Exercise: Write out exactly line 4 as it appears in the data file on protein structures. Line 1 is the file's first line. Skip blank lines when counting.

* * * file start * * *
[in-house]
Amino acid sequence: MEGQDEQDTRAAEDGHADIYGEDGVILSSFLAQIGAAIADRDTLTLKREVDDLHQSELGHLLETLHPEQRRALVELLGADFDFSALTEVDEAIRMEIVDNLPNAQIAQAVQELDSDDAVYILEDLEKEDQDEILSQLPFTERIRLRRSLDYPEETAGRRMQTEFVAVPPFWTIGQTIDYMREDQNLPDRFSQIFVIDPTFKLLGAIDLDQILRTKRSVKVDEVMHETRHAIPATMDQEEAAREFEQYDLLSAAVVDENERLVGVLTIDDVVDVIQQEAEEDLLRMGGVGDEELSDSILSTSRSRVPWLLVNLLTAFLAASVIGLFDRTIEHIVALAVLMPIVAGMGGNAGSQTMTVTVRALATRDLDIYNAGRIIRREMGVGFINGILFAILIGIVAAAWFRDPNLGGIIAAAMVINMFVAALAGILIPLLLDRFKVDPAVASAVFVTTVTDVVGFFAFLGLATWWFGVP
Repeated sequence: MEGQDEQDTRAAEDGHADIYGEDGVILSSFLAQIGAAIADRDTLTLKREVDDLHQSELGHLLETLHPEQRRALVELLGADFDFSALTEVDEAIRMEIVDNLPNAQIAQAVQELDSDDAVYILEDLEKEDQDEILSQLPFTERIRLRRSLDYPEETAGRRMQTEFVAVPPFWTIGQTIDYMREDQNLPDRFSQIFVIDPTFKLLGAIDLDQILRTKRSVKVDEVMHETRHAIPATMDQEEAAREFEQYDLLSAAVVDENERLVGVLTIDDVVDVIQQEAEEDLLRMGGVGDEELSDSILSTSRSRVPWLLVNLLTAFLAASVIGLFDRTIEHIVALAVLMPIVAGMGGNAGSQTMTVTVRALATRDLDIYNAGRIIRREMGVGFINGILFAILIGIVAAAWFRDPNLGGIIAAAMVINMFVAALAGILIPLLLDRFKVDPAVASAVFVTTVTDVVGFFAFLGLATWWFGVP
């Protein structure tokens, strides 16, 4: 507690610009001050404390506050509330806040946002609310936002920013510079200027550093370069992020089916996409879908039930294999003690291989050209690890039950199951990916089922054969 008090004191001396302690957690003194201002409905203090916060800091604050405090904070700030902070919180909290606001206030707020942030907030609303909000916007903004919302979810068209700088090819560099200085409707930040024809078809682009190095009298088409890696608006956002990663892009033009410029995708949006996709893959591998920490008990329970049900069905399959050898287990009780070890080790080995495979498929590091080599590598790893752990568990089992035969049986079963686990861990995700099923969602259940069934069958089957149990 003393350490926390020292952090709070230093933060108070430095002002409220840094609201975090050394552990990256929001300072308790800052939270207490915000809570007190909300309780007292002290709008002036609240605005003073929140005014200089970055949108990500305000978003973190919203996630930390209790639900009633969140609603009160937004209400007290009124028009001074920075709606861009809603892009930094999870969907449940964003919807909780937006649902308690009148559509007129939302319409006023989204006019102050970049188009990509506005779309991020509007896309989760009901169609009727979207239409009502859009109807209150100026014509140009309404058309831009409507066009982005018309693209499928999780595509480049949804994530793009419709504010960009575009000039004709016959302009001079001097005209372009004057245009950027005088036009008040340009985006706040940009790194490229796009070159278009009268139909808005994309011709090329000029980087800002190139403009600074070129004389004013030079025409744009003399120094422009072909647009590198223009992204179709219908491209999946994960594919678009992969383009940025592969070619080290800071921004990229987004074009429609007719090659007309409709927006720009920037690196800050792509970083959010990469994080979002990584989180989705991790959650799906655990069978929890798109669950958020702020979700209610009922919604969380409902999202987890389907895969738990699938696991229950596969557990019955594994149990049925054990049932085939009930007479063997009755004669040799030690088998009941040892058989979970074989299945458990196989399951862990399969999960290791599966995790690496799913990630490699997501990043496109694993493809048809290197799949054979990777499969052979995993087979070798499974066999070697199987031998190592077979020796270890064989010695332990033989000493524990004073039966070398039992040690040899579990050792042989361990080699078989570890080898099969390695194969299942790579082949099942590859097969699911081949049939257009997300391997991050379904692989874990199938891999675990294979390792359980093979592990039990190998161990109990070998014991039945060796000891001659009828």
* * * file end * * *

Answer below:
């Protein structure tokens, strides 16, 4: 507690610009001050404390506050509330806040946002609310936002920013510079200027550093370069992020089916996409879908039930294999003690291989050209690890039950199951990916089922054969 008090004191001396302690957690003194201002409905203090916060800091604050405090904070700030902070919180909290606001206030707020942030907030609303909000916007903004919302979810068209700088090819560099200085409707930040024809078809682009190095009298088409890696608006956002990663892009033009410029995708949006996709893959591998920490008990329970049900069905399959050898287990009780070890080790080995495979498929590091080599590598790893752990568990089992035969049986079963686990861990995700099923969602259940069934069958089957149990 003393350490926390020292952090709070230093933060108070430095002002409220840094609201975090050394552990990256929001300072308790800052939270207490915000809570007190909300309780007292002290709008002036609240605005003073929140005014200089970055949108990500305000978003973190919203996630930390209790639900009633969140609603009160937004209400007290009124028009001074920075709606861009809603892009930094999870969907449940964003919807909780937006649902308690009148559509007129939302319409006023989204006019102050970049188009990509506005779309991020509007896309989760009901169609009727979207239409009502859009109807209150100026014509140009309404058309831009409507066009982005018309693209499928999780595509480049949804994530793009419709504010960009575009000039004709016959302009001079001097005209372009004057245009950027005088036009008040340009985006706040940009790194490229796009070159278009009268139909808005994309011709090329000029980087800002190139403009600074070129004389004013030079025409744009003399120094422009072909647009590198223009992204179709219908491209999946994960594919678009992969383009940025592969070619080290800071921004990229987004074009429609007719090659007309409709927006720009920037690196800050792509970083959010990469994080979002990584989180989705991790959650799906655990069978929890798109669950958020702020979700209610009922919604969380409902999202987890389907895969738990699938696991229950596969557990019955594994149990049925054990049932085939009930007479063997009755004669040799030690088998009941040892058989979970074989299945458990196989399951862990399969999960290791599966995790690496799913990630490699997501990043496109694993493809048809290197799949054979990777499969052979995993087979070798499974066999070697199987031998190592077979020796270890064989010695332990033989000493524990004073039966070398039992040690040899579990050792042989361990080699078989570890080898099969390695194969299942790579082949099942590859097969699911081949049939257009997300391997991050379904692989874990199938891999675990294979390792359980093979592990039990190998161990109990070998014991039945060796000891001659009828």